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Pfizer CEO Albert Bourla. Photo: Drew Angerer/Getty Images

Pfizer CEO Albert Bourla sold $5.6 million worth of stock on Monday — the same day it said its and BioNTech's coronavirus vaccine showed 90% effectiveness in preliminary results, which saw the company's stock soaring almost 8%.

Between the lines: The stock sale is perfectly legal through a predetermined plan called Rule 10b5-1, but the optics aren't great. A Pfizer spokesperson did not add any new information in a statement, saying the sale was part of a predetermined plan created in August.

Go deeper

DeVos extends federal student loan relief to Jan. 31

U.S. Secretary of Education Betsy DeVos. Photo: Nicholas Kamm/AFP via Getty Images

The Trump administration is extending federal student loan relief, which includes a pause on payments and interest accrual, through Jan. 31, the Department of Education announced Friday.

Why it matters: Payments have been paused since March due to the coronavirus pandemic, but the relief was set to expire on Dec. 31 . The relief measures, which also include the suspension of collections of defaulted federal student loans, have helped mitigate some of the pandemic's negative consequences for millions of borrowers.

21 hours ago - Health

Fauci says he accepted Biden's offer to be chief medical adviser "on the spot"

The government's top infectious-disease expert Anthony Fauci said Friday that he "absolutely" will accept the offer from President-elect Joe Biden to serve as his chief medical adviser, telling NBC's "Today" that he said yes "right on the spot."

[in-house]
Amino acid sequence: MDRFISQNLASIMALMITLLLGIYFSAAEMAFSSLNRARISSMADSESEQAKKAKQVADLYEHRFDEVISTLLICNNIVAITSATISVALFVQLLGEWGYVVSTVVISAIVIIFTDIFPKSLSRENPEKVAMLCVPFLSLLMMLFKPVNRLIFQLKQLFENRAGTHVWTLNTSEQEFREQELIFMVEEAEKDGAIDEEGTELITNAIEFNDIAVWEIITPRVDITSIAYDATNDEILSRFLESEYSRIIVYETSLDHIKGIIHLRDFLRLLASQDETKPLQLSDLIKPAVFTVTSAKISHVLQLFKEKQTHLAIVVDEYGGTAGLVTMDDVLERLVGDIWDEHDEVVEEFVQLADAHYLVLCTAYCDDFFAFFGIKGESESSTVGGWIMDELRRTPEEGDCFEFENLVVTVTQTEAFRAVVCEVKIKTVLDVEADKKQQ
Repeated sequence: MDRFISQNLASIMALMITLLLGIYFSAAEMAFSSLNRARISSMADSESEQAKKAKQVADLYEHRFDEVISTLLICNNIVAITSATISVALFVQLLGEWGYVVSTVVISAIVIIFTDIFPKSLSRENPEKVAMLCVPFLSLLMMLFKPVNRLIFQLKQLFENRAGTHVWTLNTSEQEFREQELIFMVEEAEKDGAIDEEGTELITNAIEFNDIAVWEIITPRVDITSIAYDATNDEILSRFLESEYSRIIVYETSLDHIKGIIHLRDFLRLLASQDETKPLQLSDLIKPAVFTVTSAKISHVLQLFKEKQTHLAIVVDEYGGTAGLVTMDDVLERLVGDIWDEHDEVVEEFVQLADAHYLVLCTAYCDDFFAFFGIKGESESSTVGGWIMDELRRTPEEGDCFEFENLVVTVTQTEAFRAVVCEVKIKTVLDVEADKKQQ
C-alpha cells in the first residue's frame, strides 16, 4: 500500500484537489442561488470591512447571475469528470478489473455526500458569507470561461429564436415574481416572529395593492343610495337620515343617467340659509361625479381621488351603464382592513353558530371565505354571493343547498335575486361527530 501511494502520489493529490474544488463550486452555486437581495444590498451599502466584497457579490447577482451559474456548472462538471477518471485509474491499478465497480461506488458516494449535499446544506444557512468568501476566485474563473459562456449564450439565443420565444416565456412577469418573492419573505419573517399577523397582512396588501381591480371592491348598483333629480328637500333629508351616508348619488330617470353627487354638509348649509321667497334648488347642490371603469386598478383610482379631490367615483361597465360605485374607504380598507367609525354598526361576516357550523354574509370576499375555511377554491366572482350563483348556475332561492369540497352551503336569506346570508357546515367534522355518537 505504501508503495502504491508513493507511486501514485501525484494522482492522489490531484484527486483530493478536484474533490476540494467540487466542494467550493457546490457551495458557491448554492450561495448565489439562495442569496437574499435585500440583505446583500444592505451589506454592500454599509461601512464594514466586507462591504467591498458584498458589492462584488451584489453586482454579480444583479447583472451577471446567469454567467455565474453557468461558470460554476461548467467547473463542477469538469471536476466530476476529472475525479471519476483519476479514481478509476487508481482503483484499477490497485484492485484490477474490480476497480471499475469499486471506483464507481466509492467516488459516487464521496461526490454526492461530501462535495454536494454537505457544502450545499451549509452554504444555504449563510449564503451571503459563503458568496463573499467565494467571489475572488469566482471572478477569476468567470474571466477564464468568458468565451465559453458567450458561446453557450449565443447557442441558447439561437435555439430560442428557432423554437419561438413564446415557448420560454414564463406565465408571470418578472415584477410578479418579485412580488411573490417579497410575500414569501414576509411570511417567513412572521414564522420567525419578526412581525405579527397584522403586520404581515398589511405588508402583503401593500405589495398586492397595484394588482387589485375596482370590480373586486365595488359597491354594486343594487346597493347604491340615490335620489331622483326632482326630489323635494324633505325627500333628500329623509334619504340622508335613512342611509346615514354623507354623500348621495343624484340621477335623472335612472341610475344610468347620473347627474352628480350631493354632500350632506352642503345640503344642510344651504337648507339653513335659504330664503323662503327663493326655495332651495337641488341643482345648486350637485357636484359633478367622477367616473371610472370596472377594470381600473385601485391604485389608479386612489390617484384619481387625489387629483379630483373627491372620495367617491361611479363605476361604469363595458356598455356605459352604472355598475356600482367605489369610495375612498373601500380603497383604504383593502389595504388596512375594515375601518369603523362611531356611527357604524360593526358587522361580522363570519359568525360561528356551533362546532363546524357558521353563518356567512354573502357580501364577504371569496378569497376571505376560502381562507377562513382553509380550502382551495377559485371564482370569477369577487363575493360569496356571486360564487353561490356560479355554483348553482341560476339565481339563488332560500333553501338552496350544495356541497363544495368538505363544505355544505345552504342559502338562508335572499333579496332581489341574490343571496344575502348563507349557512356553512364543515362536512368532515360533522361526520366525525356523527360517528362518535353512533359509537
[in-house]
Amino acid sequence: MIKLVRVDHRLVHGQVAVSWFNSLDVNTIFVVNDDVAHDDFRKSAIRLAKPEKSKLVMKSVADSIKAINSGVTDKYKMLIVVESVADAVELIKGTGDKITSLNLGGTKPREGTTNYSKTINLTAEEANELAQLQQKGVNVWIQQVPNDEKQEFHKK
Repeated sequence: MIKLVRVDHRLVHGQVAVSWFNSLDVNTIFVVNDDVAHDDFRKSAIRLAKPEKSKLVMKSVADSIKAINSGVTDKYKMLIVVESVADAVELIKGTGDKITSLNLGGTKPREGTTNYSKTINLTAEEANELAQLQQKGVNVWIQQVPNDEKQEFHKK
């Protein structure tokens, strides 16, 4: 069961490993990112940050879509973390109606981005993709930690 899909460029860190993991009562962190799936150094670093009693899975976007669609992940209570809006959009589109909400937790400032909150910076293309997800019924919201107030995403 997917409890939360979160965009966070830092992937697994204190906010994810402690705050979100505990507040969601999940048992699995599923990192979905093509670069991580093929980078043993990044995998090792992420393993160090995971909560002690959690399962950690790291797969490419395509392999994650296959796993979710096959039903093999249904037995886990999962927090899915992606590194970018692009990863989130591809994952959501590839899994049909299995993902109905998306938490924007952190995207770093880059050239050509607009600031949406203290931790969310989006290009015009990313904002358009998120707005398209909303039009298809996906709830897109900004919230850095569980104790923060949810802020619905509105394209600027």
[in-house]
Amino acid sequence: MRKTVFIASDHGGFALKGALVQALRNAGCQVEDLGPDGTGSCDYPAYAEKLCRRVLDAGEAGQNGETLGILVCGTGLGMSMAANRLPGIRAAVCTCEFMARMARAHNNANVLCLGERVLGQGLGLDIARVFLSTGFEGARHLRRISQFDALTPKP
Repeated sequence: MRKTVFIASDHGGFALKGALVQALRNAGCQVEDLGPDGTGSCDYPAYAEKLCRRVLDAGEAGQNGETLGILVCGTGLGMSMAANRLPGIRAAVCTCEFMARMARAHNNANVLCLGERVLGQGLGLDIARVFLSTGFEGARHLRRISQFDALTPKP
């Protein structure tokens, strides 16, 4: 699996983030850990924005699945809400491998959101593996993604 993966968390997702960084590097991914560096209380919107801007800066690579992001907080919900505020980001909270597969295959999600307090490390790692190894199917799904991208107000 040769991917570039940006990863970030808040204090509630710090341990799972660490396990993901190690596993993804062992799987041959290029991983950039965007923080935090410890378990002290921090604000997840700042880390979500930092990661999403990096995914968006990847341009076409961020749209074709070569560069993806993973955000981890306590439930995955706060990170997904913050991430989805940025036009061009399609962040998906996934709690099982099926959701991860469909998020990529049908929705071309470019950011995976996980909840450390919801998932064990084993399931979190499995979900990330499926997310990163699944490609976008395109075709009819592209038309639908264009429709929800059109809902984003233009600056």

Why it matters: President Trump had a contentious relationship with Fauci, who has been forced during the pandemic to correct many of the president's false claims about the coronavirus. Biden, meanwhile, has emphasized the importance of "listening to the scientists" throughout his campaign and transition.

11 hours ago - World

UN: "2021 is literally going to be catastrophic"

David Beasley, executive director of the World Food Programme. Photo: Souleymane Ag Anara/AFP via Getty Images

Next year is "going to be catastrophic" in terms of worldwide humanitarian crises, World Food Program executive director David Beasley warned on Friday, per Reuters.

Driving the news: The stark outlook comes as many countries contend with not only the coronavirus pandemic, but also possible famine, economic instability, conflict and other humanitarian crises. A record 235 million people will need humanitarian assistance and protection next year, a nearly 40% increase from 2020, the UN projected earlier this week